@ant2009 - I edited my answer to clarify, but yes, for the case where you malloc (or calloc) a big block at once, you can treat it like an array, and a single free call to the pointer they return will free the allocated block. –  birryree Nov 30 '10 at 18:25

malloc(n) allocates n bytes plus padding and overhead.

calloc(m, n) allocates m*n bytes plus padding and overhead, and then zero's the memory.

That's it.

share|improve this answer
    
Right, except that calloc does not need to explicitly zero if it got fresh pages from the OS (I expect this to be true for most allocations of a page or more, but didn't check GNU libc, only BSD omalloc, in which it is). –  mirabilos Mar 31 '14 at 20:42

calloc(a,b) and malloc(a*b) are equivalent except for the possibility of arithmetic overflow or type issues, and the fact that calloc ensures the memory is zero-byte-filled. Either allocated memory that can be used for an array of a elements each of size b (or vice versa). On the other hand, calling malloc(b) a times will results in a individual objects of size b which can be freed independently and which are not in an array (though you could store their addresses in an array of pointers).

Hope this helps.

share|improve this answer

The first two create an array of 5 devices in contiguous memory. The last malloc, done five times, will create 5 individual devices which are not guaranteed to be in contiguous memory.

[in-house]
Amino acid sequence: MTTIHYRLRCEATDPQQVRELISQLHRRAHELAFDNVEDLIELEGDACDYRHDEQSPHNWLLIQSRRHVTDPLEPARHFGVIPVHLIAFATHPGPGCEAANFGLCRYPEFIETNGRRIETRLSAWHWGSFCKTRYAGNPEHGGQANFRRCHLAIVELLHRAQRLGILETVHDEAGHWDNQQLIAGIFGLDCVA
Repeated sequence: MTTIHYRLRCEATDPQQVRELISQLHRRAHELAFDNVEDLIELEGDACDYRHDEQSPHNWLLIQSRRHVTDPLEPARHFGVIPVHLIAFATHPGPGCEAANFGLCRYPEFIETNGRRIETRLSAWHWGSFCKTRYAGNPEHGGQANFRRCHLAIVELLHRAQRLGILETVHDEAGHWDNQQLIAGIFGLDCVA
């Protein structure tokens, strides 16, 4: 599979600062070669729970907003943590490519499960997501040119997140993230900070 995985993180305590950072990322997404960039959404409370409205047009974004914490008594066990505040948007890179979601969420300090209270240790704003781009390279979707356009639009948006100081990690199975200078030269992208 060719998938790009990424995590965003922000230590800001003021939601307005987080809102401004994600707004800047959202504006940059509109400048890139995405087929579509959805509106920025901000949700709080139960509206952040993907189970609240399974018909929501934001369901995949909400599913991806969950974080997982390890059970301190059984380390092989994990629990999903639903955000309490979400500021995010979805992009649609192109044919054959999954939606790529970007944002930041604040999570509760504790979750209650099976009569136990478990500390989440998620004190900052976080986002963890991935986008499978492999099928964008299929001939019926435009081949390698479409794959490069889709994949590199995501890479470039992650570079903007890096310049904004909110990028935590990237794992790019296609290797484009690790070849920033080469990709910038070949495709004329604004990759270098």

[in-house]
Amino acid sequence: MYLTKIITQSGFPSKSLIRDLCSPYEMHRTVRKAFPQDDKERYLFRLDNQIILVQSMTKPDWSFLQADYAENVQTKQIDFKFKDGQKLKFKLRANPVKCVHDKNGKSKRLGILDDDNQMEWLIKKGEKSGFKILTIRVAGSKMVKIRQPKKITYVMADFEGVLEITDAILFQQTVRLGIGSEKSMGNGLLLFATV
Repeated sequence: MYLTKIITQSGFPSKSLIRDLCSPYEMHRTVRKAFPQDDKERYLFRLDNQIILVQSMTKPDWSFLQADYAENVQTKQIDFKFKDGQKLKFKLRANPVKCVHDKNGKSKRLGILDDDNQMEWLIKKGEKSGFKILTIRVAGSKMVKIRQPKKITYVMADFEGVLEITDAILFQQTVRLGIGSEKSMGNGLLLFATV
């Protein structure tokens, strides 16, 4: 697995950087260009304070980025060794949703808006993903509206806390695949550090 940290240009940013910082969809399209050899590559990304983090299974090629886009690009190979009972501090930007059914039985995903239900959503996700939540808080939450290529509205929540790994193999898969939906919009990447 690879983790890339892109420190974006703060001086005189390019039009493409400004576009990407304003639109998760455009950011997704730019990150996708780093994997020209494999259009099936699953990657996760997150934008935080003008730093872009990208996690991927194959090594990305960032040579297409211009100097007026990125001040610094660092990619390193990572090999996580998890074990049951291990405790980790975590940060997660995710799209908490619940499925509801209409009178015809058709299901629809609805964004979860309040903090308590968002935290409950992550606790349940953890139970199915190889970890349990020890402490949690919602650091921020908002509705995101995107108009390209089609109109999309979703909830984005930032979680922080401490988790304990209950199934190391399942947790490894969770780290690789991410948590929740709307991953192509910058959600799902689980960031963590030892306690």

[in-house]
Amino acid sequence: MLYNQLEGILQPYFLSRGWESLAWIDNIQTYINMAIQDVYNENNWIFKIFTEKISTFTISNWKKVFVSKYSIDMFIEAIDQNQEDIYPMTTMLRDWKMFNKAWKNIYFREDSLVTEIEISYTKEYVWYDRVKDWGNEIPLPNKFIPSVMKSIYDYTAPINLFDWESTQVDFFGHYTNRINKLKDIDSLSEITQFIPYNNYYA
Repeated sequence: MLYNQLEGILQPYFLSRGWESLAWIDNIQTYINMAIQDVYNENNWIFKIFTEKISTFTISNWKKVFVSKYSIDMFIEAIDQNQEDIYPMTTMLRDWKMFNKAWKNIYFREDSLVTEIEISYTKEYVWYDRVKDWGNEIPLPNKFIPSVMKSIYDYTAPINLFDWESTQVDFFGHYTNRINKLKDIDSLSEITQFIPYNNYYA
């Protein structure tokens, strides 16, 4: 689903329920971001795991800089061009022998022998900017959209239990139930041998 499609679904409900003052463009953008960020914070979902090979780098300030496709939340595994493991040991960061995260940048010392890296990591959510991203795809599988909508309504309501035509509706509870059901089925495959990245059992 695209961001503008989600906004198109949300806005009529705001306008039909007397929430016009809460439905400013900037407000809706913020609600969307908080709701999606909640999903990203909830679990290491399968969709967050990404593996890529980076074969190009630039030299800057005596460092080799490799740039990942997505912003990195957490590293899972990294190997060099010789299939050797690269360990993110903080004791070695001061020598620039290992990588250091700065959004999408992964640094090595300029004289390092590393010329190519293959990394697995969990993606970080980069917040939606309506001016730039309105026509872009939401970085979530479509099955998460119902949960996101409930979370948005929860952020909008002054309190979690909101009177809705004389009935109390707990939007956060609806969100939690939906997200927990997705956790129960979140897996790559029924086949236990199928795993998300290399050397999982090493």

share|improve this answer
    
Devices, I took from the project I am currently working on. –  ant2009 Nov 30 '10 at 18:05

All three loops in your program use only one struct Devices object at a time. The later ones allocate extra memory as though they are going to use multiple objects, but then keep overwriting the beginning of that memory. If you tried to use the object with ID 1 after setting up the object with ID 2, you would find there is no longer any object with ID 1.

Instead, you could do something like this to treat the allocated memory as an array of structs:

dev_malloc = malloc(num_devices * sizeof *dev_malloc);
for (i=0; i<num_devices; i++) {
    /* Assign values */   
    dev_malloc[i].id = i + 1;   
    sprintf(dev_malloc[i].name, "dev_malloc%zu", dev_malloc[i].id);   
    /* Print values */   
    printf("ID ----- [ %zu ]\n", dev_malloc[i].id);   
    printf("Name --- [ %s ]\n", dev_malloc[i].name);
}
free(dev_malloc);
share|improve this answer